Interpreting Dating Data: Confidence or Conceit?
Interpreting Dating Data
Decoding the data of a date can be tricky, and determining whether the signs point to confidence or conceit can be important in the early stages of dating when so much is on the line. It can help to look at the signals your mate is sending when s/he communicates, how you feel around them, and what you notice. Here are a few tips to keep in mind.
How interested is s/he in you?
One of the key differences between confidence and conceit seems to be the level of interest a person has in you, as opposed to themselves. The confident person conveys interest in others, while the conceited person focusses mostly on themselves. Ironically, the core of conceit is insecurity, male or female. Beneath a veneer of confidence, the conceited person (a.k.a. narcissist) feels insecure and seeks constant approval from others. This behavior often takes the form of charm or lavish attention on a victim, such that a person can confuse this attention with actual interest. But in fact, the conceited person (narcissist) is only interested in you insofar as how you feel about them. As a great humorist often jokes, “Enough about me. Let’s talk about you! What do you think of me?”
By contrast, the confident person of both genders knows who they are and doesn’t seek constant approval from others. When in a conversation, s/he is interested in who they are speaking to, and may not be the most polished conversationalist. Their goal is not your approval, their goal is to meet someone they like.
How much do they talk?
Conceited people of both genders generally talk a lot, and can be entertaining and magnetic to a listener. At the same time, they are guarded, and don’t ever say too much about themselves.
Confident people on the other hand understand that to be interesting is to be interested, and so they engage easily with people around them, asking questions of you and remembering your answers later within an exchange. They do not need to redirect every conversation back to themselves, nor do they require your approval. This frees them to follow a conversation naturally, and not drive it. They listen as much as they speak.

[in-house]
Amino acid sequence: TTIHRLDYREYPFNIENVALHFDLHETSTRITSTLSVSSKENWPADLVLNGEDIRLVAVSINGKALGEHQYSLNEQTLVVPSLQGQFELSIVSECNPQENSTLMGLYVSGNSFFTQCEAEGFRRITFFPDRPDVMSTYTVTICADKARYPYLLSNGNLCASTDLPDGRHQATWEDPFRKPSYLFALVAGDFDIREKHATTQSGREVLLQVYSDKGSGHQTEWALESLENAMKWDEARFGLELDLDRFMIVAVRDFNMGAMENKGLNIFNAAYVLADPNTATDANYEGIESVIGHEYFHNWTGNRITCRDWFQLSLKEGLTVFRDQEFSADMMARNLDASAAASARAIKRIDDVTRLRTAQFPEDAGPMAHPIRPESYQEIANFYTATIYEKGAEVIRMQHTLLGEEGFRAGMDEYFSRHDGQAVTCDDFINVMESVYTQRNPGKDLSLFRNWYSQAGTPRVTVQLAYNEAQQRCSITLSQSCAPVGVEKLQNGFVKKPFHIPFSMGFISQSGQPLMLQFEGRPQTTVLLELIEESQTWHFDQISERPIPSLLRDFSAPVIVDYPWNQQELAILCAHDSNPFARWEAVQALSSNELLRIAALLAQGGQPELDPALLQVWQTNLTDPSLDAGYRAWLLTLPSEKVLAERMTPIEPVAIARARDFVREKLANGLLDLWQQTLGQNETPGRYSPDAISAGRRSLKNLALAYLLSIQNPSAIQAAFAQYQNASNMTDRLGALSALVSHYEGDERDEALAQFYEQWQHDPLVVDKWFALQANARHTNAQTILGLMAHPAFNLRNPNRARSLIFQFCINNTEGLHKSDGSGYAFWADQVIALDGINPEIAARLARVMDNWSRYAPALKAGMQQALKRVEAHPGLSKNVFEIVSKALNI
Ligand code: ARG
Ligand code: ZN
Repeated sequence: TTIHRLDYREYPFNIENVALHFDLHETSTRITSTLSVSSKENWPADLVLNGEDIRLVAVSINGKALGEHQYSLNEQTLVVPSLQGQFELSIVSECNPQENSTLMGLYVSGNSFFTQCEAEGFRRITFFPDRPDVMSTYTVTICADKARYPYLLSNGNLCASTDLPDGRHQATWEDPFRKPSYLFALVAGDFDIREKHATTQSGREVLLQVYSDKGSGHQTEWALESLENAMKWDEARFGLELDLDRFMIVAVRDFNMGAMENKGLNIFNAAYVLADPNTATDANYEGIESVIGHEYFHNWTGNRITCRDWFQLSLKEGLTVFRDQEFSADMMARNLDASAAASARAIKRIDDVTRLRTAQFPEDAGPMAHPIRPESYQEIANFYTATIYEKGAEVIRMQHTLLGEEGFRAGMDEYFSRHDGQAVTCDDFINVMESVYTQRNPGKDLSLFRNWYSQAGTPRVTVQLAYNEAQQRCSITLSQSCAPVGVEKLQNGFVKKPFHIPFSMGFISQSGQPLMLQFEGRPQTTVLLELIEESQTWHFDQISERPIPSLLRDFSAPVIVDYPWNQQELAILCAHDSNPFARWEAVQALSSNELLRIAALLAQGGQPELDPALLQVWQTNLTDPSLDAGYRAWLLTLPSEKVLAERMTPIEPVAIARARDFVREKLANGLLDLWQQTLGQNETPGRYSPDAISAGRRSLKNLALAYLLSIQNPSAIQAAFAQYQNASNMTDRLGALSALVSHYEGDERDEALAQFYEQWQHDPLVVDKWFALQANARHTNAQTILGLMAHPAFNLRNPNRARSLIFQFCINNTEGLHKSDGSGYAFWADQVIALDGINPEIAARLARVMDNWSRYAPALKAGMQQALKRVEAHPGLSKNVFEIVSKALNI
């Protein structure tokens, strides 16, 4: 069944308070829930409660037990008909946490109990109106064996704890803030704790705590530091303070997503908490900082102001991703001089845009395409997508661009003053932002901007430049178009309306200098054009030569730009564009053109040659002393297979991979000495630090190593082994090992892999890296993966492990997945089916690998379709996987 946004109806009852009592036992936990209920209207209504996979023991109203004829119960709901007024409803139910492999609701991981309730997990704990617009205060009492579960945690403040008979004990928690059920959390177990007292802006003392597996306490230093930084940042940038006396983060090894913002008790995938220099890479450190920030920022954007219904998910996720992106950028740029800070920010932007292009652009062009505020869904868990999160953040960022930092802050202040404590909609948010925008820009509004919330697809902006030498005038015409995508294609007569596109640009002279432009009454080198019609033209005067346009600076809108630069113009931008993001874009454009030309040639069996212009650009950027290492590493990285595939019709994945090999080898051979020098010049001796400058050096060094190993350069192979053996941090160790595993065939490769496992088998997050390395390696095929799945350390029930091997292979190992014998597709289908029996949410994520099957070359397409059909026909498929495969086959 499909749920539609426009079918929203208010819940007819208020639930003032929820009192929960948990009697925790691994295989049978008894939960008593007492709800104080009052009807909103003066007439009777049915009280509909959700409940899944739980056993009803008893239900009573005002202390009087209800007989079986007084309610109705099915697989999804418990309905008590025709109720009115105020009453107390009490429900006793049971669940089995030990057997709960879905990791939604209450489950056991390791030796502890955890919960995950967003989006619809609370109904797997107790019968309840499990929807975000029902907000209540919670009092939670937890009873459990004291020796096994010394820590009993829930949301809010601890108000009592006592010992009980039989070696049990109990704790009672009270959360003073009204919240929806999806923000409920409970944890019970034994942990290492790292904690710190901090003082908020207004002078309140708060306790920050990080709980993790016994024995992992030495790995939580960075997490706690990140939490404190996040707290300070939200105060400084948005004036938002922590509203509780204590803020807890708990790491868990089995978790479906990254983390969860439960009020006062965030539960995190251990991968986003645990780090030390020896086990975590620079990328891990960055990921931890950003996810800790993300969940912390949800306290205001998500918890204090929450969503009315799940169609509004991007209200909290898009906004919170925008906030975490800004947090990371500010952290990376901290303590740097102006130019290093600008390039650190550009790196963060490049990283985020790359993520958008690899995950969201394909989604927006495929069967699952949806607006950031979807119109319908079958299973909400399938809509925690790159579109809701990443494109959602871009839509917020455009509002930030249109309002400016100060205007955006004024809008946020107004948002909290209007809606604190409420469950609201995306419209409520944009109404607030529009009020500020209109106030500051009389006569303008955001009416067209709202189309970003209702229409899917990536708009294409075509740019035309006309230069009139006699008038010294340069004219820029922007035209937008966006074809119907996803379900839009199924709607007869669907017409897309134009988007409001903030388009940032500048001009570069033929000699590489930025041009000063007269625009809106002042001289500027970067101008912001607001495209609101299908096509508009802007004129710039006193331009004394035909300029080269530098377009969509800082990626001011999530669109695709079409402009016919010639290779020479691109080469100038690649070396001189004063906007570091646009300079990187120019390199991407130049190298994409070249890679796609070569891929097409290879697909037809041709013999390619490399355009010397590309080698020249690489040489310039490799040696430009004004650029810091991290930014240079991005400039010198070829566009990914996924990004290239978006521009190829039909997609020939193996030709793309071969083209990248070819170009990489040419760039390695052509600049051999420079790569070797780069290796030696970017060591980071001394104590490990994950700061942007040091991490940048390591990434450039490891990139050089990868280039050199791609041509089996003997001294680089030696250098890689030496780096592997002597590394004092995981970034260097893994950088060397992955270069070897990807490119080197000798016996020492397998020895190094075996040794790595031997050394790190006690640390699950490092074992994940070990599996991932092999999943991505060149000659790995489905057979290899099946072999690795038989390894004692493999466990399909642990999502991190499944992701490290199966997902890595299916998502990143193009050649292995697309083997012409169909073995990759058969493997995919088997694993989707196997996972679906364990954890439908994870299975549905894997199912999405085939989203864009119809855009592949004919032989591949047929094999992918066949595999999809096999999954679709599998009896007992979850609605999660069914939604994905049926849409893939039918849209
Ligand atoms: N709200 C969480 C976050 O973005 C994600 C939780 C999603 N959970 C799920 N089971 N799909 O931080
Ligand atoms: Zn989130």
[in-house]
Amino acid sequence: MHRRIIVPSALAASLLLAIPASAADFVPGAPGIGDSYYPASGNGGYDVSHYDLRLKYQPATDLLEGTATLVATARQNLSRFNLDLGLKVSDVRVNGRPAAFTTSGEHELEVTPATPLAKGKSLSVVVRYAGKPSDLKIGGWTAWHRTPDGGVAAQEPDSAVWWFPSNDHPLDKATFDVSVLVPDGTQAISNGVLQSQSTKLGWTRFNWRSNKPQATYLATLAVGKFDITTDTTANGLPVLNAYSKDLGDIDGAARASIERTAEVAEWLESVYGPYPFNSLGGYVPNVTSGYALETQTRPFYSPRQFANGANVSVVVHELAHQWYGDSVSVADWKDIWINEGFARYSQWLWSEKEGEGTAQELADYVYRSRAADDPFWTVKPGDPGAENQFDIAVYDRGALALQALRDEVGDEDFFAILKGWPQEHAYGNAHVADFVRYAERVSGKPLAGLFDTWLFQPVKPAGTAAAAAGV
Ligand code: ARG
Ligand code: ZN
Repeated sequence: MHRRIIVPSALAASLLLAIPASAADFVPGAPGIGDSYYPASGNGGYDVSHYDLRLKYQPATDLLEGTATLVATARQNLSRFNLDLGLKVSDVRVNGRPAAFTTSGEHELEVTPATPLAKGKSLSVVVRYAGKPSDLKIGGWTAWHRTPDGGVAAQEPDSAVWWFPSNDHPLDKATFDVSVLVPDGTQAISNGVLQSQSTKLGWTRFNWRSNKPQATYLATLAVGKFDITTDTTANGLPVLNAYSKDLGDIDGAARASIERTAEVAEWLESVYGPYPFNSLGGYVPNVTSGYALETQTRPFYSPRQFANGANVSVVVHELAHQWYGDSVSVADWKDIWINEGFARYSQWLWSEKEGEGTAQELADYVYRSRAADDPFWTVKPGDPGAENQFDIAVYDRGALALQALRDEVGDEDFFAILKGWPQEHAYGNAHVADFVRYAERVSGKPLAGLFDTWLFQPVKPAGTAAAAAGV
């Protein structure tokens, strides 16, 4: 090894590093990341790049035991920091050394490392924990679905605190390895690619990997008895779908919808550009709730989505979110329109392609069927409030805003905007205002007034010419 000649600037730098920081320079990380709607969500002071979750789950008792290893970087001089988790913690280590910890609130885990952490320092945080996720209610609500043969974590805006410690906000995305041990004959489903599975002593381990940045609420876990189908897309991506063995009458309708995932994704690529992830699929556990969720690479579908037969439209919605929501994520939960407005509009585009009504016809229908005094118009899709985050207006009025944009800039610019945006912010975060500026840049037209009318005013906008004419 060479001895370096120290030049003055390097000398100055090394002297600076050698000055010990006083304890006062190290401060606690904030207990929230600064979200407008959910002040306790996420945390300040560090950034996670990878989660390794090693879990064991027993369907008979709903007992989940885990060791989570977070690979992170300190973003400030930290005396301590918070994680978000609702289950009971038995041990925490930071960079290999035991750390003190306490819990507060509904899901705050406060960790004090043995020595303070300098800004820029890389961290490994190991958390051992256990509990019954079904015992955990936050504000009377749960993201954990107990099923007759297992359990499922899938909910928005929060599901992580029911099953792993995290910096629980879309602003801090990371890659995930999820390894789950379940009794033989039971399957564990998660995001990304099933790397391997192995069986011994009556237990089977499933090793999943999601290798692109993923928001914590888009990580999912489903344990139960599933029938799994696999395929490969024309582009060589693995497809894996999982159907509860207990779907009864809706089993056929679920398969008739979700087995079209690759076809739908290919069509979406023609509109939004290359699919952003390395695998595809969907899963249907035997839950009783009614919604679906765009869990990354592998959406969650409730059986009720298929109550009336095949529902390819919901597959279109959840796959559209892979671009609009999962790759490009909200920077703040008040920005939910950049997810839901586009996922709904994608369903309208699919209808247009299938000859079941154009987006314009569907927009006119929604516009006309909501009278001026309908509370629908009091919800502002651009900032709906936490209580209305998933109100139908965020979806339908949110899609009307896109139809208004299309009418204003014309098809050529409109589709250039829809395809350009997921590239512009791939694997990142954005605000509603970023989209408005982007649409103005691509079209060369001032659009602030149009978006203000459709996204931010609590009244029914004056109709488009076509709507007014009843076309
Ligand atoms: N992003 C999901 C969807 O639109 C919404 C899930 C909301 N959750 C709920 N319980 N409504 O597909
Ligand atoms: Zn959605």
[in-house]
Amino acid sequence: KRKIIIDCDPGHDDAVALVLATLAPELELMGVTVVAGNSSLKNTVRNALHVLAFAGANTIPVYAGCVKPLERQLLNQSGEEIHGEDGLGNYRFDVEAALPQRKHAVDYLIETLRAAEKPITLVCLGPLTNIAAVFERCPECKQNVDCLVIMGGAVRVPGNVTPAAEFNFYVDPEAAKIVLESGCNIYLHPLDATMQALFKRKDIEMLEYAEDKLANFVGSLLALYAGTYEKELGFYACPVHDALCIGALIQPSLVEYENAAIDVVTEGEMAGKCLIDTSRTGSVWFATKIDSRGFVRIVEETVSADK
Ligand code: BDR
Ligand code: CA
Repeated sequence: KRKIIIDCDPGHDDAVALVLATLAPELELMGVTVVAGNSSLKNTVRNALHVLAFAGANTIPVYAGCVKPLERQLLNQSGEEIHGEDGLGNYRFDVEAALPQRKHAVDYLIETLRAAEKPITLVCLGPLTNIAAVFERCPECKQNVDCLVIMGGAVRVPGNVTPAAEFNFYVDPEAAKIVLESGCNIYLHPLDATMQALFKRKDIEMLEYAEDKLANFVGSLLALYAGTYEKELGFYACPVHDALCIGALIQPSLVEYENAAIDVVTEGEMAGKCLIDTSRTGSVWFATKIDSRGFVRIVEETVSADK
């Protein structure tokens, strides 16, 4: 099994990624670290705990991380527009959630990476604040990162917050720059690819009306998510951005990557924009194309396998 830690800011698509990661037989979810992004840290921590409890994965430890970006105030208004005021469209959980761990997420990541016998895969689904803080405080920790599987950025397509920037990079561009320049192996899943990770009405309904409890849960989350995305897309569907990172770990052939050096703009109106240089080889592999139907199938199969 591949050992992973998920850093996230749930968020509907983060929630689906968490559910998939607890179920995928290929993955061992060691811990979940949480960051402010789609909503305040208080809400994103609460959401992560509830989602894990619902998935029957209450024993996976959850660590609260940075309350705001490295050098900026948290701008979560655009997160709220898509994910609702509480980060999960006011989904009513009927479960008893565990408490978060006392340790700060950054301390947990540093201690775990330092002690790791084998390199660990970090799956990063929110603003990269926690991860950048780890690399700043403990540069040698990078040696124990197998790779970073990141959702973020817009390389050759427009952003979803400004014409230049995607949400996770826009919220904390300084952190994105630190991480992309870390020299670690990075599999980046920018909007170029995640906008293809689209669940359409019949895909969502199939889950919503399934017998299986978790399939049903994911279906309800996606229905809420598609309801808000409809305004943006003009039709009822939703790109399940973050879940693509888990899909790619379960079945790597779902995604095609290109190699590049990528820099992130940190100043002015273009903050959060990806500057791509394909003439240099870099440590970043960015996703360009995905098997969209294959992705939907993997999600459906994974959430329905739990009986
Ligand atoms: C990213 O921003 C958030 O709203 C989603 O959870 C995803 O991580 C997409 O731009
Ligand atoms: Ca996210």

What is their style of humor?
For conceited people, conflicts are always the fault of others, and their humor is usually at the expense of others or sarcastic. By contrast, confidence allows for honesty about their interests, and the luxury of humor, often at their own expense. Confident people celebrate other’s successes, and their humor is more situational (think Bill Cosby or Jerry Seinfeld).
Conceit demands constant vigilance to audience approval. Conceited people often display closed and guarded body posture and may struggle to stay focussed on their audience, easily distracted by other action around them.
By contrast, the body language of a confident person is open and engaged, and eye contact and attention during conversations is easily maintained. Confident people do not require constant monitoring of others around them.
Online profiles of conceited people are polished, and well-marketed to catch a reader’s eye. Their email communication is practiced and engaging – remember they are professionals at getting your attention. Whereas online profiles of confident people are easy to read, strait-forward, and even unpolished. They don’t try too hard, because they don’t need to.
How do you feel around them?
Probably the most important signal of whether a person is confident or conceited is’t overt at all, and is measured by how you feel when you are around them. People in the company of a conceited person often report feeling invisible, and desirous of that person’s attention and approval. By contrast, a confident person is an engaged conversationalist (as opposed to an entertainer) and easily makes people in their company feel heard, stimulated, and often more confident themselves.
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